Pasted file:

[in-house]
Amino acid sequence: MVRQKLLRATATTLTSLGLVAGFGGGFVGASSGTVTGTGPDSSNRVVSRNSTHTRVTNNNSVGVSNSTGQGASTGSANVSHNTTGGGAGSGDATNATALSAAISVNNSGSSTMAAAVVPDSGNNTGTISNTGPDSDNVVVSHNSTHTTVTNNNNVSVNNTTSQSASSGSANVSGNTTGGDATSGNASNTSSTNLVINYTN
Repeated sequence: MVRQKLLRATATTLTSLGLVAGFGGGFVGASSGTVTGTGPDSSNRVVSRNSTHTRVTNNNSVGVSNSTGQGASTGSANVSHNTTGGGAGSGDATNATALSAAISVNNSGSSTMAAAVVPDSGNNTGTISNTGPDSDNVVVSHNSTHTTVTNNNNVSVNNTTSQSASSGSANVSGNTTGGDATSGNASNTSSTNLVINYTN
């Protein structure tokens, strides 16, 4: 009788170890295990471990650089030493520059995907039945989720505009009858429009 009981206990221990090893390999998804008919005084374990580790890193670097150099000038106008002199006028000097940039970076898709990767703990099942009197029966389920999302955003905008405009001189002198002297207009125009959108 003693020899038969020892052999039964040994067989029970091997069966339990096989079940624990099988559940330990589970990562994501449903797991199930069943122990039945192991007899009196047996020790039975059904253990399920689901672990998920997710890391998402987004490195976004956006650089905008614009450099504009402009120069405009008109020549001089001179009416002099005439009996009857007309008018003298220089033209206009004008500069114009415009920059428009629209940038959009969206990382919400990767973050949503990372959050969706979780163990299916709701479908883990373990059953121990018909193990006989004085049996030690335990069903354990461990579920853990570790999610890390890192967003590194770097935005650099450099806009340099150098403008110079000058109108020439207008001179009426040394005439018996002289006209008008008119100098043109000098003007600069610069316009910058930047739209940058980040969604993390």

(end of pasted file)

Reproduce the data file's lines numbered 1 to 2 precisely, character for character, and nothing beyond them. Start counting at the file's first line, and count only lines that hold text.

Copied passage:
[in-house]
Amino acid sequence: MVRQKLLRATATTLTSLGLVAGFGGGFVGASSGTVTGTGPDSSNRVVSRNSTHTRVTNNNSVGVSNSTGQGASTGSANVSHNTTGGGAGSGDATNATALSAAISVNNSGSSTMAAAVVPDSGNNTGTISNTGPDSDNVVVSHNSTHTTVTNNNNVSVNNTTSQSASSGSANVSGNTTGGDATSGNASNTSSTNLVINYTN